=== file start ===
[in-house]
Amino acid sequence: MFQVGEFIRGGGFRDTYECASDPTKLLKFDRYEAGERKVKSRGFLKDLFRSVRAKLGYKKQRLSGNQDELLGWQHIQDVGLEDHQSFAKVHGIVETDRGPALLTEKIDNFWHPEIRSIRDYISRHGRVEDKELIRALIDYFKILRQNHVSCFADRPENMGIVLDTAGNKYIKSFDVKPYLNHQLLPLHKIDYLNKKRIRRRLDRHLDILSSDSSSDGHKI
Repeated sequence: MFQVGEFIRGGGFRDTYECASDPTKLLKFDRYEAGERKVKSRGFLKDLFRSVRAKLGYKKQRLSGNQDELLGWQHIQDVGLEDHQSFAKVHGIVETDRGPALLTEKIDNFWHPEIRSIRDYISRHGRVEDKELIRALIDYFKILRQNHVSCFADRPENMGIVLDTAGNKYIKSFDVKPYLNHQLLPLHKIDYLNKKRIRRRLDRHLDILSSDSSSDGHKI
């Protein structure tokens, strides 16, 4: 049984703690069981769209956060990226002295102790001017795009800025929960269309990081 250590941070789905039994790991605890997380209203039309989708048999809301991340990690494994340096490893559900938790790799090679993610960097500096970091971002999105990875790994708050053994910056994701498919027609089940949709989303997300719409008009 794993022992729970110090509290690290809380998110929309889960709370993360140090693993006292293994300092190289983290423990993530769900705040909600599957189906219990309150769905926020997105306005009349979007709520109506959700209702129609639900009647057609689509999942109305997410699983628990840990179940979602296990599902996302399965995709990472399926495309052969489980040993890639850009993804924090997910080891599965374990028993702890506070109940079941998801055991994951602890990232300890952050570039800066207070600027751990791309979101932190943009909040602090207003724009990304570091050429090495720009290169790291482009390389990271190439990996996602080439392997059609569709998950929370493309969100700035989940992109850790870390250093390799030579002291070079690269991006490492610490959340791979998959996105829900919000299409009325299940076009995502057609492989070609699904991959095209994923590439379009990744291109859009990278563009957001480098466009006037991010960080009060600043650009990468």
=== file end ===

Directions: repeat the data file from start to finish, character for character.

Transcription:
[in-house]
Amino acid sequence: MFQVGEFIRGGGFRDTYECASDPTKLLKFDRYEAGERKVKSRGFLKDLFRSVRAKLGYKKQRLSGNQDELLGWQHIQDVGLEDHQSFAKVHGIVETDRGPALLTEKIDNFWHPEIRSIRDYISRHGRVEDKELIRALIDYFKILRQNHVSCFADRPENMGIVLDTAGNKYIKSFDVKPYLNHQLLPLHKIDYLNKKRIRRRLDRHLDILSSDSSSDGHKI
Repeated sequence: MFQVGEFIRGGGFRDTYECASDPTKLLKFDRYEAGERKVKSRGFLKDLFRSVRAKLGYKKQRLSGNQDELLGWQHIQDVGLEDHQSFAKVHGIVETDRGPALLTEKIDNFWHPEIRSIRDYISRHGRVEDKELIRALIDYFKILRQNHVSCFADRPENMGIVLDTAGNKYIKSFDVKPYLNHQLLPLHKIDYLNKKRIRRRLDRHLDILSSDSSSDGHKI
């Protein structure tokens, strides 16, 4: 049984703690069981769209956060990226002295102790001017795009800025929960269309990081 250590941070789905039994790991605890997380209203039309989708048999809301991340990690494994340096490893559900938790790799090679993610960097500096970091971002999105990875790994708050053994910056994701498919027609089940949709989303997300719409008009 794993022992729970110090509290690290809380998110929309889960709370993360140090693993006292293994300092190289983290423990993530769900705040909600599957189906219990309150769905926020997105306005009349979007709520109506959700209702129609639900009647057609689509999942109305997410699983628990840990179940979602296990599902996302399965995709990472399926495309052969489980040993890639850009993804924090997910080891599965374990028993702890506070109940079941998801055991994951602890990232300890952050570039800066207070600027751990791309979101932190943009909040602090207003724009990304570091050429090495720009290169790291482009390389990271190439990996996602080439392997059609569709998950929370493309969100700035989940992109850790870390250093390799030579002291070079690269991006490492610490959340791979998959996105829900919000299409009325299940076009995502057609492989070609699904991959095209994923590439379009990744291109859009990278563009957001480098466009006037991010960080009060600043650009990468």